Wednesday 4 April 2007 by Craig Tibbitts. 3 comments
To Flanders Fields, 1917, Commemoration, Memorials, Research material

Tens of thousands of British and Empire troops remain ‘missing’ in France and Belgium. Some lie in nameless graves while the remains of others have never been found. The Menin Gate at Ypres records the names of 55,000 of the missing in Belgium and a similar number are recorded elsewhere; there are 35,000 names on the Tyne Cot memorial.

The names of Australia’s 6,000 missing in Belgium are engraved on the walls of the Menin Gate.

Menin Gate at Midnight by Will Longstaff (1927) Menin Gate at Midnight by Will Longstaff (1927) ART09807

Menin Gate Memorial

The Menin Gate was so named because here the road out of Ypres passed through the old wall defences going in the direction of Menin. During the war the two stone lions standing on each side of the Menin Gate were seen by tens of thousands of troops as they went towards the front line. The gate, beyond which these men’s fate lay, became highly symbolic. Afterwards it was decided that on this site a huge monument, designed by the architect Sir Reginald Blomfield, would commemorate those of the Empire who were killed in Belgium but have no known grave. The memorial was unveiled by Field Marshal Lord Plumer on 24 July 1927. Although it bears the names of 55,000 soldiers including 6,000 Australians, so great were the casualties that not all the names of “the missing” are here. Every evening the Last Post is sounded under the memorial’s great arch.

Acclaimed British author and poet Rudyard Kipling contributed the following words which were inscribed on both the eastern and western facades of the memorial.

TO THE ARMIES OF THE BRITISH EMPIRE WHO STOOD HERE

FROM 1914 TO 1918

AND TO THOSE OF THEIR DEAD

WHO HAVE NO KNOWN GRAVE

And above the staircase arches, the following:

IN MAJOREM DEI GLORIAM

HERE ARE RECORDED NAMES

OF OFFICERS AND MEN WHO FELL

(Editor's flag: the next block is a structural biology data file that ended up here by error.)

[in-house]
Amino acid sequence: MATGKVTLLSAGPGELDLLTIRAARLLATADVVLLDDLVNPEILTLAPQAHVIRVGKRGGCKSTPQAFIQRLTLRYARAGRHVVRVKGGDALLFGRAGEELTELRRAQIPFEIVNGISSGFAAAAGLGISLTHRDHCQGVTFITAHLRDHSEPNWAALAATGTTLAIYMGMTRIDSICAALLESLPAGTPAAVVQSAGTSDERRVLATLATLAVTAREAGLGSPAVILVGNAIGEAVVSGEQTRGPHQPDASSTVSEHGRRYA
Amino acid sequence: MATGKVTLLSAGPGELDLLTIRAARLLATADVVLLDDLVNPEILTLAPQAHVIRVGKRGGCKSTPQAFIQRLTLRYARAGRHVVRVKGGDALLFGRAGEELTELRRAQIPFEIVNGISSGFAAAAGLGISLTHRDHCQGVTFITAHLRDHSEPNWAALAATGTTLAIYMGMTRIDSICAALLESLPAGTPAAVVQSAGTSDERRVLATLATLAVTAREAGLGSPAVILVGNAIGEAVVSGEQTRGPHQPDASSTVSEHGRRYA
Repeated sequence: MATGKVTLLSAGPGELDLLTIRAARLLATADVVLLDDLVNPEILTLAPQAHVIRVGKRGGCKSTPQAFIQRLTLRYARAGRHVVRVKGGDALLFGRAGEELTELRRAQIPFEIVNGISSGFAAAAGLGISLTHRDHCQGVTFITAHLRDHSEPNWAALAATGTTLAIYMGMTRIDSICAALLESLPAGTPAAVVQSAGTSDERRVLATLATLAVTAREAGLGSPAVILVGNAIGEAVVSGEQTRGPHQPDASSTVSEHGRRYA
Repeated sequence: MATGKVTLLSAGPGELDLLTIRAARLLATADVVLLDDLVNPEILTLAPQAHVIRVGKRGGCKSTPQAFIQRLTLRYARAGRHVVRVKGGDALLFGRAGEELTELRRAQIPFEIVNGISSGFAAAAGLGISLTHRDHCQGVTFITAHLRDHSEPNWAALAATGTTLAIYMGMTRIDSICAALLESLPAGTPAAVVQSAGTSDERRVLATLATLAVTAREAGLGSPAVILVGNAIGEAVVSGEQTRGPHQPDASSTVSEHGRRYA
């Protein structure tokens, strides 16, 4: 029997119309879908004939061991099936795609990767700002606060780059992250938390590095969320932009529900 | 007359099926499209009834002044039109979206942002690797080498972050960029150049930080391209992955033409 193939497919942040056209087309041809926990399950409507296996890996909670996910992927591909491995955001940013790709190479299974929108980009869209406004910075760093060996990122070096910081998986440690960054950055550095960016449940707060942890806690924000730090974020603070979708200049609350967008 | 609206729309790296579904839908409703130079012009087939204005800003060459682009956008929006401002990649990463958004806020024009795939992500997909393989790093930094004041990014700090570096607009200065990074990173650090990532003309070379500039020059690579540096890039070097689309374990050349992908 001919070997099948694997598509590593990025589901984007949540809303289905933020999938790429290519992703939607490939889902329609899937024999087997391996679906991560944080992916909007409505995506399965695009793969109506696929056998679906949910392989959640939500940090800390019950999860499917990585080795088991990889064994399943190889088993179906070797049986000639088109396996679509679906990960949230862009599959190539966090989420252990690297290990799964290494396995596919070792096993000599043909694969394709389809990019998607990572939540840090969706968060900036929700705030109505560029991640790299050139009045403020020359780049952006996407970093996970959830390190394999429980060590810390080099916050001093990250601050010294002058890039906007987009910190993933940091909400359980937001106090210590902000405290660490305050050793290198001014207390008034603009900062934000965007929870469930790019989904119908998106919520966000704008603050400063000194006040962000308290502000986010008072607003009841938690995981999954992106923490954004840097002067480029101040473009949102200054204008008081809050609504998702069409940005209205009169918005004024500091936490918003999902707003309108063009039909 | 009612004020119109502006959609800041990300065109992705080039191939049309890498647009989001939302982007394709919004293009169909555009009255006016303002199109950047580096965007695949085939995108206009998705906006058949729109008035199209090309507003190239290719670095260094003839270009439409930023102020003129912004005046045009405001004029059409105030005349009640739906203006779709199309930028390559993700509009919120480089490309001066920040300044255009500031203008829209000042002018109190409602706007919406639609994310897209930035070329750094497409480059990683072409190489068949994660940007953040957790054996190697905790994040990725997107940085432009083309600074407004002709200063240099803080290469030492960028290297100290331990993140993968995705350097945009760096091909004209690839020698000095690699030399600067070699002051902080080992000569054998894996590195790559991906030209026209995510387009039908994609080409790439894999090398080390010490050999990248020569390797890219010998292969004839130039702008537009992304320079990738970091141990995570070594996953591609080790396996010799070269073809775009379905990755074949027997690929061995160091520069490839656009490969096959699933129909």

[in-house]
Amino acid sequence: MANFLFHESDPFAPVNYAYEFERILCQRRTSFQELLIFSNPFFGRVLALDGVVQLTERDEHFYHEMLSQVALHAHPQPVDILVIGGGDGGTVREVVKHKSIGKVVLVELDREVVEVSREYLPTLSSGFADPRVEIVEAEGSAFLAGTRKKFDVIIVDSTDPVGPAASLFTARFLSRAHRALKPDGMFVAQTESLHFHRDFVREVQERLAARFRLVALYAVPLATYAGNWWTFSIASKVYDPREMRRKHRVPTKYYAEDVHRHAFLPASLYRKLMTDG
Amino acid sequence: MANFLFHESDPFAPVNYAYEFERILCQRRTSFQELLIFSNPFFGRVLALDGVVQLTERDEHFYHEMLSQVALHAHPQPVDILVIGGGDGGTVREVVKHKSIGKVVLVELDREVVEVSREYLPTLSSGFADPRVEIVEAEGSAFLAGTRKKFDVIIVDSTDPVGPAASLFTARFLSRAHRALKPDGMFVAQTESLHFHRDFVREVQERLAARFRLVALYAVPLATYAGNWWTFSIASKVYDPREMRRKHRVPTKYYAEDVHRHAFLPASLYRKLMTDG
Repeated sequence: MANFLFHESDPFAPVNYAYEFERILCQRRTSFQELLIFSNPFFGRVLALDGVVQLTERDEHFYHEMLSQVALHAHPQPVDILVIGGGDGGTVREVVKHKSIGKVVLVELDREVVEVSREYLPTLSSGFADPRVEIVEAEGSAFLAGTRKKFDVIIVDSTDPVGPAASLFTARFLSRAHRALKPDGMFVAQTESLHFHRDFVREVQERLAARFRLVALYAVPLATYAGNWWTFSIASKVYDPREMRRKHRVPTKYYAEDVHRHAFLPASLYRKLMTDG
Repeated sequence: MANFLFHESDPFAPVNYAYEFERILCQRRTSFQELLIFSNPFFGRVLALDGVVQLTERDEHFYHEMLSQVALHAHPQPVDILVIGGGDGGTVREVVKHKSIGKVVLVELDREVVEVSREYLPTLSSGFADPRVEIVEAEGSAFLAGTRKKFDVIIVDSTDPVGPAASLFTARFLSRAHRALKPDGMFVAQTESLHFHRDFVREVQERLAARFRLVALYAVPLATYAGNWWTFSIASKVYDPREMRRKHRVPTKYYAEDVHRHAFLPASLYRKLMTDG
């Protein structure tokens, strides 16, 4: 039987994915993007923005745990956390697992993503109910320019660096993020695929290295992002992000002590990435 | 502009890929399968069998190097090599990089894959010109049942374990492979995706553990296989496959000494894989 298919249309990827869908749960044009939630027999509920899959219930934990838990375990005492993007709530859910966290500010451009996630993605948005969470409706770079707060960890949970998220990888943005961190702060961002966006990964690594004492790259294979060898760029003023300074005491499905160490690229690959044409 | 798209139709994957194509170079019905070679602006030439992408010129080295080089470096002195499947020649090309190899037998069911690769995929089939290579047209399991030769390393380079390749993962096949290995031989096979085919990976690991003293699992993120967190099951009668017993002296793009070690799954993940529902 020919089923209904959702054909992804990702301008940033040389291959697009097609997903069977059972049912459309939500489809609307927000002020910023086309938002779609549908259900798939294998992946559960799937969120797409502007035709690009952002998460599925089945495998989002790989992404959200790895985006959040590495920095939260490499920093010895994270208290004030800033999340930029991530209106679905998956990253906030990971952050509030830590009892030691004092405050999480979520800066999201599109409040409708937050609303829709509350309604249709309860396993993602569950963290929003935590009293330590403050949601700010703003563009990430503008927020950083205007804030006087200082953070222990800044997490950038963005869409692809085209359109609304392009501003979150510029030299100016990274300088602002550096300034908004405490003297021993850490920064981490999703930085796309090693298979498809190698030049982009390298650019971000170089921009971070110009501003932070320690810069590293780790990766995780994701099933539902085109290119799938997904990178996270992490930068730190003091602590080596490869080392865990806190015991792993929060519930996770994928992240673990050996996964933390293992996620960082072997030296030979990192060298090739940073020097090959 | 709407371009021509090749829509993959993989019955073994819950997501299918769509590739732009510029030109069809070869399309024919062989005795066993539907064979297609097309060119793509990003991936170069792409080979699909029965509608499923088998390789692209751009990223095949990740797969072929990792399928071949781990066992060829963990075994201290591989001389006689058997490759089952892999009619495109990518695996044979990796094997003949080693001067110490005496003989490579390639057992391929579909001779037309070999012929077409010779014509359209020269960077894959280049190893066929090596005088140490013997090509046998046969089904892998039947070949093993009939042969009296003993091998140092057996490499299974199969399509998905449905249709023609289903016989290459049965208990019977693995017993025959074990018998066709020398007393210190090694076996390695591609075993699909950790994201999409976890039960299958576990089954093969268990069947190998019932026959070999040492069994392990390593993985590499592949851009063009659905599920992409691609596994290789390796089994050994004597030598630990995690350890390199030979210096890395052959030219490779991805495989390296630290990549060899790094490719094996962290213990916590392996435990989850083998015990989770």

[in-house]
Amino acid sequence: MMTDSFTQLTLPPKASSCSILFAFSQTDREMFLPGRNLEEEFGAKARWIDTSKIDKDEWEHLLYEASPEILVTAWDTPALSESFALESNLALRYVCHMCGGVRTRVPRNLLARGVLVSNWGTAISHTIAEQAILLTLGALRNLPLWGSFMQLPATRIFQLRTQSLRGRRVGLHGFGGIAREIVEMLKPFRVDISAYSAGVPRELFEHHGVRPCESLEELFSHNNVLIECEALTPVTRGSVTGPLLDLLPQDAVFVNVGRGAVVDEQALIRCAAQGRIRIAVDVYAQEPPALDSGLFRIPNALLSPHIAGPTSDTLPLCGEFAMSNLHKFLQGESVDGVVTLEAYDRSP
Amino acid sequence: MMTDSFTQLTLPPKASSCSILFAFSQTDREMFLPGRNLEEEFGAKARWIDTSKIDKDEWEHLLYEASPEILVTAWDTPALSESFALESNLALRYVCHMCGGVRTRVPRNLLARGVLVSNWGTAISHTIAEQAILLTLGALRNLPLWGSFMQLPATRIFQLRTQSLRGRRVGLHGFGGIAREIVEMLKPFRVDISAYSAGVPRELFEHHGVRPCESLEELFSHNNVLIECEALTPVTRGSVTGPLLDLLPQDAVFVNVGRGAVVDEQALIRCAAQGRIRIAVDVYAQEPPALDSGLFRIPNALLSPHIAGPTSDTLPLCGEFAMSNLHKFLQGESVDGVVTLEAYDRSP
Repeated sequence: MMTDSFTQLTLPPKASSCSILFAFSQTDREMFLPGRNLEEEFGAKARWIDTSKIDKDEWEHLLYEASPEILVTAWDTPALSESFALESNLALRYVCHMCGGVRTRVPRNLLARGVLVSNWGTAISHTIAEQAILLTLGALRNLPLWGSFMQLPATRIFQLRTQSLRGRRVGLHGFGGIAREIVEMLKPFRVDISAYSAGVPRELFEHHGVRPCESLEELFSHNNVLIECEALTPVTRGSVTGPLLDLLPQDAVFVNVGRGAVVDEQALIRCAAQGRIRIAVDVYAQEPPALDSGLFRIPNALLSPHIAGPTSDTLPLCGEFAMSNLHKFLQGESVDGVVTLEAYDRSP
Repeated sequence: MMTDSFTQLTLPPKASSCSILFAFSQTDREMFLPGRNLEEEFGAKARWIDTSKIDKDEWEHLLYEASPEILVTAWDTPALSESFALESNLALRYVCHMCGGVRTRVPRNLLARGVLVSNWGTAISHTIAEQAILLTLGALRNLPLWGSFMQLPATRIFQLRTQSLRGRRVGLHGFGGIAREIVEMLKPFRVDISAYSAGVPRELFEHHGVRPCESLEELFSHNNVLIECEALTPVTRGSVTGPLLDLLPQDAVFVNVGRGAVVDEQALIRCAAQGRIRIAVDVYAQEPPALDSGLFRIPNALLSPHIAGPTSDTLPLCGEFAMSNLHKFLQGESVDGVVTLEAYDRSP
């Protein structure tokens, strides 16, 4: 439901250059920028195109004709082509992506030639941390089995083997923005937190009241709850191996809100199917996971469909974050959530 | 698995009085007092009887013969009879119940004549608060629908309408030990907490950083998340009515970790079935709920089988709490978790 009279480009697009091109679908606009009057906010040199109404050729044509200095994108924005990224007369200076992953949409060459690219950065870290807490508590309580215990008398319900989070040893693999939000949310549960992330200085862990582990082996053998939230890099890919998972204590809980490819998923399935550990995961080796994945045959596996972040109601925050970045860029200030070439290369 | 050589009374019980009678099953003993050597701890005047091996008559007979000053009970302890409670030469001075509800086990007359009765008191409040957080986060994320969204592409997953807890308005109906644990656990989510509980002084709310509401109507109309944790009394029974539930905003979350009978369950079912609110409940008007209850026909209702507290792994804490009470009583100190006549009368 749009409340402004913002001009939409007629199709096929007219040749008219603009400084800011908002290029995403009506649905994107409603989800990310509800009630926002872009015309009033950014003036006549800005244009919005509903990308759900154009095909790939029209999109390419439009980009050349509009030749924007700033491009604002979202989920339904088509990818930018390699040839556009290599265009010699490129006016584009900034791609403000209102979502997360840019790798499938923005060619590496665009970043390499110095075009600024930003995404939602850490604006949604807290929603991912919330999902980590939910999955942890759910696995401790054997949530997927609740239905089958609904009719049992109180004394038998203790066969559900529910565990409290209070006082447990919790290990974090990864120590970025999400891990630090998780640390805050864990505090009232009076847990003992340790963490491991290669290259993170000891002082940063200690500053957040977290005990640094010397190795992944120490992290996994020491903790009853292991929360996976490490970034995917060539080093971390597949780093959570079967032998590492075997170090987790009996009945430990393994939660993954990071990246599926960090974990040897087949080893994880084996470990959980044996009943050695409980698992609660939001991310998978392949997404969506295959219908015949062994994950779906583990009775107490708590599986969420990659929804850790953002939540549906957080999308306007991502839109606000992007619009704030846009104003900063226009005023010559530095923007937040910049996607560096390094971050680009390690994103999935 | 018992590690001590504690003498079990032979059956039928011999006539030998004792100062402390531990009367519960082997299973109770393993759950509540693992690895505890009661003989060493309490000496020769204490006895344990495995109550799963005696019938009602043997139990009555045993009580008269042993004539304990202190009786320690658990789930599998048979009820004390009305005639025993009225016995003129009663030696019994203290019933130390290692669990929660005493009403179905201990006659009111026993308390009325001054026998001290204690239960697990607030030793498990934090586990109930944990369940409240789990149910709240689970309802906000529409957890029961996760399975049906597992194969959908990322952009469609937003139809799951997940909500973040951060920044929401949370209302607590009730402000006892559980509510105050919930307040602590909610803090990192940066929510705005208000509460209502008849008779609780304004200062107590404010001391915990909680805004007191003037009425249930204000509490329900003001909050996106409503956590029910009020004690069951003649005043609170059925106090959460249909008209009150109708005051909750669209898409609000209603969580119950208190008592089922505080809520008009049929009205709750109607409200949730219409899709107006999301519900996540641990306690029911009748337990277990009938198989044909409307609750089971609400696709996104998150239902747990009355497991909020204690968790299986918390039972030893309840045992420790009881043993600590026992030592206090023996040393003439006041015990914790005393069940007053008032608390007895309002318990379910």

IN YPRES SALIENT, BUT TO WHOM

THE FORTUNES OF WAR DENIED

THE KNOWN AND HONOURED BURIAL

GIVEN TO THEIR COMRADES IN DEATH

- Kipling

Menin Gate Memorial Menin Gate Memorial H16916

More information on the Menin Gate Memorial to the Missing www.greatwar.co.uk/westfront/ypsalient/meningate/meningate.htm

Comments

Pauline Mitchell

I have just returned from Belgium where I explored with awe and solemnity the historic battle sites and graves. The ceremony at the Menin Gate was memorable with a huge crowd, surprising for a Monday night. In response to the request for love stories and war, I have given to the AWM photography archives, my uncle's WW2 movie footage of his time in Palestine and Egypt, as well as footage taken during the Korean conflict. This footage shows two weddings that he filmed which obviously occurred during war time. I have no knowledge of the brides or grooms but it would be wonderful to find these people or their descendants. What a precious find this would be for them. My uncle's name was Captain John Bryden Wells and he served in the 2/4th Australian Infantry battalion. The film reference for the AWM archives is F11530 and F11533.

Hels

I have been to Gallipoli and Beersheba, but never to the British and Empire war sites in Flanders. Perhaps, having just spent half a day at the Australian War Memorial in Canberra, that will be the next trip. I am ambivalent about ANZAC Day. On one hand we really do need to remember those young boys and the terrible pain their families endured. On the other hand, we need to be careful not to glorify war. Thanks for the link, Craig, Hels

Ron Smith

I have been to Ypres on a couple of occasions and witnessed the Menin Gate ceremony. Both times there must have been 3-400 people in attendance. Those folks really do remember; too bad some folks here don't do the same.